In our view, the uncertain trajectory of central bank policy means that it is important to steer clear of leverage as far as possible in order to reduce interest-rate sensitivity. But the positive impact of the prevailing environment is that we are able to secure deals at cheaper valuations. In contrast, we have yet to see a similar cheapening in the leveraged buy out (LBO) market, which reinforces our conviction in the value of the growth equity proposition – particularly where the investment bias is towards sectors that continue to see healthy growth.
Bringing it all together…
For investors to take full advantage of the diversification opportunities presented by private-market investments, it is important to appreciate that some perceived barriers to entry are just misperceptions.
For example, some of the perceived barriers to entry are:
Private markets are only accessible to the most sophisticated investor classes
Investors have to put ‘all their eggs in one basket’ because of limited deal participation
There are no indexing opportunities for non-sophisticated investors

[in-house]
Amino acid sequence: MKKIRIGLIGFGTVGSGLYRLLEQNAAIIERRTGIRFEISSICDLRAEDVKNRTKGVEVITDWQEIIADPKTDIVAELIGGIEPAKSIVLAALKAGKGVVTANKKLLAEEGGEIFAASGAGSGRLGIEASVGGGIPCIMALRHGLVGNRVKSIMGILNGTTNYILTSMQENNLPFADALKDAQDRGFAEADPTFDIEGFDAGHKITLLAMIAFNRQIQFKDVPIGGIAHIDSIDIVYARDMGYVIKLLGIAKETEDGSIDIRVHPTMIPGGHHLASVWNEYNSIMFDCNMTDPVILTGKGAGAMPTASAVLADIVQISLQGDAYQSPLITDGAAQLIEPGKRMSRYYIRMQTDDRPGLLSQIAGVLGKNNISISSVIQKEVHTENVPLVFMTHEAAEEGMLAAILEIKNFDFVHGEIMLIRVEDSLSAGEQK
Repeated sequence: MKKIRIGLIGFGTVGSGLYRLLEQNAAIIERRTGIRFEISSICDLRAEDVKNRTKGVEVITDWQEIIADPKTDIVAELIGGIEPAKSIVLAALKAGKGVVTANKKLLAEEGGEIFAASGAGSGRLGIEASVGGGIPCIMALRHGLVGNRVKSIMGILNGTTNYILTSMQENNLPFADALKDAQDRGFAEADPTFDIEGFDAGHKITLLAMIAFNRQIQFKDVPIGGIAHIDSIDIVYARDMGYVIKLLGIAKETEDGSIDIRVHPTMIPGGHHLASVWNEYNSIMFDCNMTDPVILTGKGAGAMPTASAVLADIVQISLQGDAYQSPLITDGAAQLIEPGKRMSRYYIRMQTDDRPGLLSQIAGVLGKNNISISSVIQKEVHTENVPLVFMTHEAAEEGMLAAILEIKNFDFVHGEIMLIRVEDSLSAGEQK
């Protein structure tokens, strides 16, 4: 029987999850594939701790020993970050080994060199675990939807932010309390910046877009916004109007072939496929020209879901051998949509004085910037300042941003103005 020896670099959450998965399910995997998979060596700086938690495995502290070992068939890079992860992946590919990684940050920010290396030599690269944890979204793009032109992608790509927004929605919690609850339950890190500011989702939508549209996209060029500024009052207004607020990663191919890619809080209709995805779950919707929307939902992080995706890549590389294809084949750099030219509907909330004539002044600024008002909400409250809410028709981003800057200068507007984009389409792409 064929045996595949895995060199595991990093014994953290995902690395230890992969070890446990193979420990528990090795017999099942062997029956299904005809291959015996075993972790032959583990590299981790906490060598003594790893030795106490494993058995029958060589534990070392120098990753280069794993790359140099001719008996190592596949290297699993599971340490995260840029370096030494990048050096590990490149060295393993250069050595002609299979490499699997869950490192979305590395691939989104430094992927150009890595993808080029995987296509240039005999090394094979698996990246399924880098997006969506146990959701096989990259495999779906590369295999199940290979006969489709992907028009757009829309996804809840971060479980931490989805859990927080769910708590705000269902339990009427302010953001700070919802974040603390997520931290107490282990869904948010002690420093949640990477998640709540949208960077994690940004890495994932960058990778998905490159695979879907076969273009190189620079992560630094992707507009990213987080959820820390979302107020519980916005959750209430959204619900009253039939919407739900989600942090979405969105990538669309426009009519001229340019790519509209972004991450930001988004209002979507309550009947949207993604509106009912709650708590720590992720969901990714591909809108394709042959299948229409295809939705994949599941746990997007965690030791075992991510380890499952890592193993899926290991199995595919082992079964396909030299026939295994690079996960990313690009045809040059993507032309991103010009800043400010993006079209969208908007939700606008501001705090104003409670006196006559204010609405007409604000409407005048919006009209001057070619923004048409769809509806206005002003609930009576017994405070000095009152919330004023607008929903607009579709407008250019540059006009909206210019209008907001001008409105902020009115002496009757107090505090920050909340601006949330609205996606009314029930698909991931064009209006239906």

It is not possible to build a self-select portfolio
There is no secondary market, so investors are unable to exit early if they wish to
Private markets are, in fact, widely accessible. However, it is often the case that outstanding deals are oversubscribed quickly. The ability to participate can also depend on existing relationships with General Partners (GPs), making access prohibitive for new entrants and/or potential participants wishing to make a small initial allocation. So, there is some substance to this misperception, but the remaining four listed above are simply false.
In the era of ‘the everything bubble’, we find that increasing numbers of visionary investors are turning to private markets to enhance their diversification potential. Is it time you considered an allocation to growth equity?